U.S. Attorney Lynne A. Battaglia has been cleared of threatening a federal firearms investigator, a finding that appears to smooth the way for her to be confirmed to a seat on Maryland's highest court.
In a letter dated yesterday, Glenn A. Fine, inspector general of the U.S. Department of Justice, informed Battaglia that an inquiry that began in the fall had yielded "insufficient evidence to conclude that you threatened to take retaliatory action against" investigators working in Maryland.
Testifying before a state Senate committee considering her nomination by Gov. Parris N. Glendening for the Maryland Court of Appeals, Battaglia said the finding vindicates her.
"It closes the investigation and exonerates me and the members of this office," Battaglia said.
Over the objection of one Republican member, the committee voted 14-1 to confirm Battaglia for the judgeship. The full Senate is expected to follow suit Friday.
Carroll County Sen. Timothy R. Ferguson voted against her nomination, pointing to concerns about Battaglia raised by agents with the federal Bureau of Alcohol Tobacco and Firearms.
The dispute blew up last year after ATF agents provided statistics on federal gun-crime prosecutions in Maryland to Rep. Robert L. Ehrlich Jr., who had decried the effectiveness of Battaglia's efforts.
The special agent in charge of the Baltimore ATF office asserted in a sworn statement that Battaglia threatened him with a transfer and budget cuts because she thought the numbers provided to Ehrlich underrepresented her office's efforts.
Their run-in prompted inquiries by the Justice Department and the Treasury Department, which oversees the ATF. The results of the Treasury investigation have not been made public.
Ferguson pressed Battaglia on the issue but acknowledged that he would have little luck slowing her judicial confirmation unless the ATF agents involved in the dispute offer testimony in Annapolis.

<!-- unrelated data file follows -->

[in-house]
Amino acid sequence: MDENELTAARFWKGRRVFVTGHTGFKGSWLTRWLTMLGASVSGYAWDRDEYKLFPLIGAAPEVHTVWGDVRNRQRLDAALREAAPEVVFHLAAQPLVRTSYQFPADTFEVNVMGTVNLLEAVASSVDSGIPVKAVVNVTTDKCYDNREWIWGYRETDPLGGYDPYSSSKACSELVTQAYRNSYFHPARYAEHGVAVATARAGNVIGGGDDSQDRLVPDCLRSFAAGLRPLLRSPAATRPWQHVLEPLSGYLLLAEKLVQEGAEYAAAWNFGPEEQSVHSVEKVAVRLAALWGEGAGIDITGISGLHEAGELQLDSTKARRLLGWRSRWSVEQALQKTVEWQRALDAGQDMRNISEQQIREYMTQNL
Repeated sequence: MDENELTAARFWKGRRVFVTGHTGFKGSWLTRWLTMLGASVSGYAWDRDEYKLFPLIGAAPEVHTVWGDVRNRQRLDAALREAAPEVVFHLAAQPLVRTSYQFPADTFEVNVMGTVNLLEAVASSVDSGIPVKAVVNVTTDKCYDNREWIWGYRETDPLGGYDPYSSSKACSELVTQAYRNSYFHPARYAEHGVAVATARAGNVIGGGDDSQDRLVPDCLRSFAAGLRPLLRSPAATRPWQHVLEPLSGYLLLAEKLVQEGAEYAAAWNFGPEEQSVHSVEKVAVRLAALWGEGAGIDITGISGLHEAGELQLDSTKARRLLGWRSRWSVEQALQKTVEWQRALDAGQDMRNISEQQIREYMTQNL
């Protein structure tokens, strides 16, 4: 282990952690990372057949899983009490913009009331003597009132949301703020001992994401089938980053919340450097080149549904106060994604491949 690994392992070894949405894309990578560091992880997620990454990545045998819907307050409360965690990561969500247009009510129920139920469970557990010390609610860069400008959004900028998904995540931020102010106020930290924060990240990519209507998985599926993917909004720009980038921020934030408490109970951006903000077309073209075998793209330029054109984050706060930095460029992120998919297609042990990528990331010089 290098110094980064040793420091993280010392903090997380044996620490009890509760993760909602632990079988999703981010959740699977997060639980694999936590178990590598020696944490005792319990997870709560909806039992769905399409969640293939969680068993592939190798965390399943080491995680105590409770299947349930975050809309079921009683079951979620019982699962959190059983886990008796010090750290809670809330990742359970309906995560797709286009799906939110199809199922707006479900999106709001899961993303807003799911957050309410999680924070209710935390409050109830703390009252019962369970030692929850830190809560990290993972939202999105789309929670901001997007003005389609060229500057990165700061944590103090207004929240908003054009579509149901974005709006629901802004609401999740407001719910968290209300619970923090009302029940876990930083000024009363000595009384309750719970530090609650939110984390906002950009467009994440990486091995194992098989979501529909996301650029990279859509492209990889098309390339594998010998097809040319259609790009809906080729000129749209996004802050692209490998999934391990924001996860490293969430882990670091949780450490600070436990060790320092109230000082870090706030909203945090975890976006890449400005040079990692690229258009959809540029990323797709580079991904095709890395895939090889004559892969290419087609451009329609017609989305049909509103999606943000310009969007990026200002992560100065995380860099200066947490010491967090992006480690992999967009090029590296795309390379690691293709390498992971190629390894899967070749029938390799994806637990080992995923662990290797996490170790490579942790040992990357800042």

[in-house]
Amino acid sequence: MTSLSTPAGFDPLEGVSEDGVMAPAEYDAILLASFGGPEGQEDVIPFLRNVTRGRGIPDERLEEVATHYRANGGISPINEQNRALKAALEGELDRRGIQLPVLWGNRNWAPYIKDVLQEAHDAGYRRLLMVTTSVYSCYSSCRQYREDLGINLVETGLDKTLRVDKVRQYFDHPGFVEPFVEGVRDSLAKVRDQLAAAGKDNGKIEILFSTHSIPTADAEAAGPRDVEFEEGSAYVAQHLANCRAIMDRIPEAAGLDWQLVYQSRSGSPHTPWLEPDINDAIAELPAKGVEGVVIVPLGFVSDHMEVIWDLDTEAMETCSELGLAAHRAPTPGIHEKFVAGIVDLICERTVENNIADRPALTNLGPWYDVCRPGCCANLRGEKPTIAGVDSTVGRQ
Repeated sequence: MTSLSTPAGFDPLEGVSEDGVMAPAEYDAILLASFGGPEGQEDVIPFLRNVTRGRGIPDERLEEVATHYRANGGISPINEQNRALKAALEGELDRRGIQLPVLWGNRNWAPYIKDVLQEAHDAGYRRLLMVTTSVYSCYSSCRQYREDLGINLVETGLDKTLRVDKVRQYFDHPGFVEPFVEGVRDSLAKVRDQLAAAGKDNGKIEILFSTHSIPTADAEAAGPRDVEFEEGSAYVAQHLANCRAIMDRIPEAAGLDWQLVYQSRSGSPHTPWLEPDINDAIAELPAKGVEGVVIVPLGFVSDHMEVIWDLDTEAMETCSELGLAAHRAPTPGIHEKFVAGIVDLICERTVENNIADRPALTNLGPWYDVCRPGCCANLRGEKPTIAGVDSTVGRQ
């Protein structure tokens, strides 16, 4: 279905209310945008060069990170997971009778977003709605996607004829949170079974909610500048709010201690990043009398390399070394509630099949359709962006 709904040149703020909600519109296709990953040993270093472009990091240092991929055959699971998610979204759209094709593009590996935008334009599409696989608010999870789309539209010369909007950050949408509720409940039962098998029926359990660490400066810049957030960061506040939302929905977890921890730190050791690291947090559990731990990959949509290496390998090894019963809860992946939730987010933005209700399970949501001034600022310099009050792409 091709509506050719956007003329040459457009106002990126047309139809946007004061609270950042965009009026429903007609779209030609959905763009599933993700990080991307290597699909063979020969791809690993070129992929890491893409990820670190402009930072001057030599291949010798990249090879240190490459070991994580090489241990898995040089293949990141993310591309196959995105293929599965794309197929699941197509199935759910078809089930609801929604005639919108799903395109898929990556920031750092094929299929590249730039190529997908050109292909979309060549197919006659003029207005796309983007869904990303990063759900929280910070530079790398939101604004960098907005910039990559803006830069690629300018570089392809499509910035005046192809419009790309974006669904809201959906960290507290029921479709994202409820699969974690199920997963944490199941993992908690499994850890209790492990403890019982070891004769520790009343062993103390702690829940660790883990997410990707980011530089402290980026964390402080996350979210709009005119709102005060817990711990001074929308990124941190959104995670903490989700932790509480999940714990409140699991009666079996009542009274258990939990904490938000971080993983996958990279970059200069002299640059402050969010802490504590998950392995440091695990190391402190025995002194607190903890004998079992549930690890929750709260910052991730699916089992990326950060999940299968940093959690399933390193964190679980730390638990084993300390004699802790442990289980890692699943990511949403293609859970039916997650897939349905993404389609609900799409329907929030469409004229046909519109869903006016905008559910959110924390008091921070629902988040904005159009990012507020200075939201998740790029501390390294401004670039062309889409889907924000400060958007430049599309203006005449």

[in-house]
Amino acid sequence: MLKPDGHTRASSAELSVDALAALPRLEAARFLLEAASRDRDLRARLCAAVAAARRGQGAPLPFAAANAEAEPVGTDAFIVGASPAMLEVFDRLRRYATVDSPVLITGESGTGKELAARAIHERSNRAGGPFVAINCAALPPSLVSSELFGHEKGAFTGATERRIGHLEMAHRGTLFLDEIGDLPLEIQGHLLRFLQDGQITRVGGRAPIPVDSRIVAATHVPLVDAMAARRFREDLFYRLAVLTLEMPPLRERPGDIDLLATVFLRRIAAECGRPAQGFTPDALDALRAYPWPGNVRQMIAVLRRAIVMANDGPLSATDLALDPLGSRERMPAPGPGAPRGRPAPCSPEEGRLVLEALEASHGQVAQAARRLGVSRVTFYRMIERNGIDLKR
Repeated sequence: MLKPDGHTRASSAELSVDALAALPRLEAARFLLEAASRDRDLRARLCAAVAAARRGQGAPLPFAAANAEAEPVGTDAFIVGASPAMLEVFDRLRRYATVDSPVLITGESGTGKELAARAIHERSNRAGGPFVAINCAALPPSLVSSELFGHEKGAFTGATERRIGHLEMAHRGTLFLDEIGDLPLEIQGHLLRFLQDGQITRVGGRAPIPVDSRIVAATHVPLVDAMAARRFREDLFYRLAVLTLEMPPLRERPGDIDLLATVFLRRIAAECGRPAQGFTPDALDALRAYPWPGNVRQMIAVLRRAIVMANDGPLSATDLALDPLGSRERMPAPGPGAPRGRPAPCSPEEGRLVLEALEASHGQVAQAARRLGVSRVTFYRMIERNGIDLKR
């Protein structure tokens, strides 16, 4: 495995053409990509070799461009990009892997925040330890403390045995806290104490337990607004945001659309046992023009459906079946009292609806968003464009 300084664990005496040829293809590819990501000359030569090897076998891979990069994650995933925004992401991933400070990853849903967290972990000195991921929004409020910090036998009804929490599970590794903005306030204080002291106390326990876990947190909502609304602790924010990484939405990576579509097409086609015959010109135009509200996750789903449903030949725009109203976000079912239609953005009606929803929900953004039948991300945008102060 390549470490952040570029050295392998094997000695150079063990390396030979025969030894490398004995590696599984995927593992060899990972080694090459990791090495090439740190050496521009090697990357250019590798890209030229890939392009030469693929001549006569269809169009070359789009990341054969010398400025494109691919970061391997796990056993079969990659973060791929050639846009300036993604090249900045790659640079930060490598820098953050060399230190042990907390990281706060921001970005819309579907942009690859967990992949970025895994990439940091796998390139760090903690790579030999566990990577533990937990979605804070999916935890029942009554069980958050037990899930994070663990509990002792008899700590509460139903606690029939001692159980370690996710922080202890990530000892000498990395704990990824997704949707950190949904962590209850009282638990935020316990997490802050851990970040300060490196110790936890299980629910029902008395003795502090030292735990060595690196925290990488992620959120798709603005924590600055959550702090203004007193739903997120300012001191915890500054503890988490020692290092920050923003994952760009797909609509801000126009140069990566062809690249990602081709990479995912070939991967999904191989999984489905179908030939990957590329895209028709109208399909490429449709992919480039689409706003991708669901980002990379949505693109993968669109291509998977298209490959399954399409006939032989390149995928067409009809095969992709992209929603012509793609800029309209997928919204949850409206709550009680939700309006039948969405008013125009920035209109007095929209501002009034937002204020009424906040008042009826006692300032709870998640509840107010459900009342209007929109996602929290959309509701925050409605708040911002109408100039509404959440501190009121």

He said he had asked a top ATF official to find out whether any of the agents want to testify about Battaglia's actions.
Sen. Philip C. Jimeno, chairman of the Senate Executive Nominations Committee, turned down Ferguson's request to delay a committee vote on Battaglia's confirmation, saying the entire Senate could take up any additional evidence about her qualifications.
Aside from Ferguson's questions, yesterday's hearing amounted to a love feast between the heavily Democratic committee and Battaglia, a longtime state and federal official who once served as chief of staff for Sen. Barbara A. Mikulski, a Maryland Democrat.
"Ms. Battaglia has done an outstanding job in Baltimore City trying to turn around a crime problem that has been embarrassing to us," said Sen. Nathaniel J. McFadden, an East Baltimore Democrat.
If confirmed by the Senate, Battaglia, 54, is scheduled to step down as U.S. attorney Friday and be sworn in as a judge on the seven-member court that afternoon. Glendening nominated her to fill the seat left vacant by the retirement of Judge Lawrence F. Rodowsky.
It is not clear when President Bush will name a successor for the U.S. attorney's post.
Sun staff writer Gail Gibson contributed to this article.